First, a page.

Academic journal article American Academic & Scholarly Research Journal

Enhancing the Tutor Model of Intelligent Tutoring Systems

Academic journal article American Academic & Scholarly Research Journal

Enhancing the Tutor Model of Intelligent Tutoring Systems

Article excerpt

Abstract

Intelligent Tutoring Systems are systems that have general features that can communicate with a student, define the student knowledge and abilities, and can change the teaching strategy. Teaching strategies employed in intelligent tutoring systems, as usual, are not based on old and recent developments in pedagogical science and ignoring both general principles of teaching and learning theory and many classical teaching methods suggested by practicing teachers. This paper describes the use of traditional theories of teaching and learning, in terms of enhancing the tutor model of intelligent tutoring systems.

Keywords:

Intelligent Tutoring Systems (ITS), theory of teaching and learning, teaching strategy, tutor model.

1. INTRODUCTION

One of the most prospective and advanced directions in the field of designing of computer-based tutoring is the development and designing of Intelligent Tutoring Systems (ITS).

Knowledge about a student is one of the knowledge types that are used by a tutor in the teaching process and are necessary for designing "intelligent" tutoring systems. To support "intelligent" teaching process a tutor uses special knowledge of three main types: subject matter, teaching strategy, and student. To these special types of knowledge we can add the student ability to communicate: to tell, to show something to a student, to understand his answer. In ITS the necessary knowledge is explicitly marked and presented, as a rule, with the help of various methods and technologies of knowledge engineering. Using this knowledge ITS are capable to implement various functions of a tutor (to assist in the process of task accomplishment, to identify the reason of student's mistakes, and to choose the optimal educational step).

Intelligent Tutoring Systems (ITS) are systems that have universal features, which can communicate with a learner, can define the student knowledge and abilities, and can change the teaching method so it can be personalized. ITS attempt to capture a method of teaching and learning represented by one-to-one human tutoring interaction.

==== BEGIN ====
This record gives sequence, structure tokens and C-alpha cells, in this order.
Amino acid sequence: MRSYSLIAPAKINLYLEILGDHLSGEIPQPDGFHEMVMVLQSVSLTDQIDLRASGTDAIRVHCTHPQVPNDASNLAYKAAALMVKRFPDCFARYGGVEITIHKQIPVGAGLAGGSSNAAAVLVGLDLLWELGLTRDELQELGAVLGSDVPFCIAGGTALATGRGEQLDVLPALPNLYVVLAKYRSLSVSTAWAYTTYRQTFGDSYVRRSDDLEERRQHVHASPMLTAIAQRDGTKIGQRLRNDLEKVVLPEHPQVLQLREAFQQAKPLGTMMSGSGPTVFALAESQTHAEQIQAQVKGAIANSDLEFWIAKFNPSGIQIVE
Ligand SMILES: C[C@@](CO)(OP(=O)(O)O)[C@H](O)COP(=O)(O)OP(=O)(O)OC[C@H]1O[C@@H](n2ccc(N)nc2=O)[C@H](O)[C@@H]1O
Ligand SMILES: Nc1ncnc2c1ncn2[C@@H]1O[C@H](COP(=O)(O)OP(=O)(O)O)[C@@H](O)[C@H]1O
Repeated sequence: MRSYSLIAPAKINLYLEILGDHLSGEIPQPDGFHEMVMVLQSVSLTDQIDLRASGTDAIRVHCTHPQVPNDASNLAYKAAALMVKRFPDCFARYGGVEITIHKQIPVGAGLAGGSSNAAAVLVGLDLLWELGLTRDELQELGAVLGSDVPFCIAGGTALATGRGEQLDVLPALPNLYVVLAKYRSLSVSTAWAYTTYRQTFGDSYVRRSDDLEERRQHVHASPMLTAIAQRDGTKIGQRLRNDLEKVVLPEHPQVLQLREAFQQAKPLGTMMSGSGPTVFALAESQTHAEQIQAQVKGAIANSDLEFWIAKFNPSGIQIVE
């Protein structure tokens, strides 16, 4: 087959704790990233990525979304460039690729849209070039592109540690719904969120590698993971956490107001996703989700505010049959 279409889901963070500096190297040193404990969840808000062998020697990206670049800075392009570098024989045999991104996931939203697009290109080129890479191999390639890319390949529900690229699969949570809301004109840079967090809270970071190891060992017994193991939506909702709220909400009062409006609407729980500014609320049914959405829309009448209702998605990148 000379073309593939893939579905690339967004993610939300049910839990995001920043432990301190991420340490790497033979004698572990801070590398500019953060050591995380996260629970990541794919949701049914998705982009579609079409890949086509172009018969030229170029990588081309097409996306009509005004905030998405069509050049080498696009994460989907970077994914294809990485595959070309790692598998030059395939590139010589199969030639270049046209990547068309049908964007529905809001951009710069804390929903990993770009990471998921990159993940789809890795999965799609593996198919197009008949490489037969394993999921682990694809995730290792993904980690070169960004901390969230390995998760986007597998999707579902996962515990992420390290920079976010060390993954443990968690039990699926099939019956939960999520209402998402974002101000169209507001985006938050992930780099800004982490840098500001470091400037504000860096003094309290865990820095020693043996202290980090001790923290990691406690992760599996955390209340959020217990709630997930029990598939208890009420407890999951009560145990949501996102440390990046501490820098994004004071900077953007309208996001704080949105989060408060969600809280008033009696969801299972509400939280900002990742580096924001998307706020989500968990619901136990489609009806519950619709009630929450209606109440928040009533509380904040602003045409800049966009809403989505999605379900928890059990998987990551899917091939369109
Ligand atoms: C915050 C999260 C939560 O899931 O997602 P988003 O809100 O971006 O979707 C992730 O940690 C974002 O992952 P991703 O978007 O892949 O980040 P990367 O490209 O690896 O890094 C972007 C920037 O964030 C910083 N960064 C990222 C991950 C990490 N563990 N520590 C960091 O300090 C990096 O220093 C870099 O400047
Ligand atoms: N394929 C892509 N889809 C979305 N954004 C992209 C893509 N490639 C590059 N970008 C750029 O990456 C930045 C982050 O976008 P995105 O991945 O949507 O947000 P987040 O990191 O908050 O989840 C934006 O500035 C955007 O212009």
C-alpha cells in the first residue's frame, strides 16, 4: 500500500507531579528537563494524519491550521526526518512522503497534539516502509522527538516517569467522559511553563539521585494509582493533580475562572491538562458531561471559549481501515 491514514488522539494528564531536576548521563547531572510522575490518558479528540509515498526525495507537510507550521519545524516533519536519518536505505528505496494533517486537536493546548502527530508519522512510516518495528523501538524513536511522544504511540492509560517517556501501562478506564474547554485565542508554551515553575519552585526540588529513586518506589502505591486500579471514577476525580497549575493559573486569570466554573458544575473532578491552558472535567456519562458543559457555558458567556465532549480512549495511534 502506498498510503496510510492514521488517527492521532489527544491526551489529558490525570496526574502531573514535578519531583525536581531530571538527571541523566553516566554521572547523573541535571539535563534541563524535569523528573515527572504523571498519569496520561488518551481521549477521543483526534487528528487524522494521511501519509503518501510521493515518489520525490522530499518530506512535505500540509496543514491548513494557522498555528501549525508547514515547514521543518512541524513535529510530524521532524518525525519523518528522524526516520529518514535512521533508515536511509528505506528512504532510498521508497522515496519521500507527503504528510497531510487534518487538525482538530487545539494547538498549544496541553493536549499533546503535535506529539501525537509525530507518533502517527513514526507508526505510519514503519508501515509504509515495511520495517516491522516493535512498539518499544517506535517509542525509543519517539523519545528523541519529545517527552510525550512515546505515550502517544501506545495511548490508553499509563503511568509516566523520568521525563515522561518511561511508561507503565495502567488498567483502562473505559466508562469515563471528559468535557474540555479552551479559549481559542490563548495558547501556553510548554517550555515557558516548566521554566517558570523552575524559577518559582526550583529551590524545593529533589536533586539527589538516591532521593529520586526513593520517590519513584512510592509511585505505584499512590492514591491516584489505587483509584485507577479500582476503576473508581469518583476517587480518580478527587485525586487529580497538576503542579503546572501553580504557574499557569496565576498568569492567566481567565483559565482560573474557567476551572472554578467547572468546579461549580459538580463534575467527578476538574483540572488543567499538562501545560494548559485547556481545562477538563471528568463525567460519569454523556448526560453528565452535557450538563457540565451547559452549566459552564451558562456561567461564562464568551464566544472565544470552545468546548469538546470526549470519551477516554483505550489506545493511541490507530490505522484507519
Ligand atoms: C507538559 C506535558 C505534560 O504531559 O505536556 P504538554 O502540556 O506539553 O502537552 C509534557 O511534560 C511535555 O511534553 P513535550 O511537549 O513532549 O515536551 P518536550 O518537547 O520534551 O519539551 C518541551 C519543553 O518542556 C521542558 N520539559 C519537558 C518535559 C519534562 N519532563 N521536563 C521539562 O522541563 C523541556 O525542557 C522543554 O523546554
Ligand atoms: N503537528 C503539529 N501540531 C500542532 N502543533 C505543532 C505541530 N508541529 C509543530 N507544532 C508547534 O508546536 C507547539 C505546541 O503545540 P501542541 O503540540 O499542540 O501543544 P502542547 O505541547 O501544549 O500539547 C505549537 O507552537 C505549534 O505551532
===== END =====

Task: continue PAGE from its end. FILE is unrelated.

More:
A review of the recent literature on ITS shows that not much has changed since the 80's with regard to the structure, design or methods used to create intelligent tutors (Anderson et al., 1985; Capell and Dannenberg, 1993; Mark and Greer, 1993; Murray, 1999; Poison and Richardson, 1988; Shute and Psotka, 1996; Sleeman and Brown, 1982; Wenger, 1987). Generally, intelligent tutors have the following components:

* domain model

* student model

* tutor model

* interface

The domain model refers to the topic or curriculum being taught, which contains facts, procedural, and other knowledge of a subject matter (Siemer and Angelides, 1998; Thaw and Somnuk, 2005). The student model refers to the student or the user of the ITS, which is constantly updated in the teaching course in accordance with the changing characteristics of a student it reflects. Such a model is used by all system modules to adapt their work to a particular student (Beck et al., 1996; Siemer and Angelides, 1998). The tutor model refers to the methods of instruction and how the material shall be presented, which is presents the knowledge of an expert-pedagogic about organization and support for the task-oriented teaching process. Based on teaching strategy and taking into account a student model the tutor model provides for the management of teaching activity (Beck et al., 1996; Freedman, 2000; Thaw and Somnuk, 2005). The interface allows communication between the student and the other models of the ITS, which is containing the knowledge that is necessary to support interaction with a student. This model provides for the communication with a student in a convenient and understandable form and also converts questions and answers of a student in the form accepted by the other models.

A student learns from an ITS by solving problems. …

Search by... Author
Show... All Results Primary Sources Peer-reviewed

Oops!

An unknown error has occurred. Please click the button below to reload the page. If the problem persists, please try again in a little while.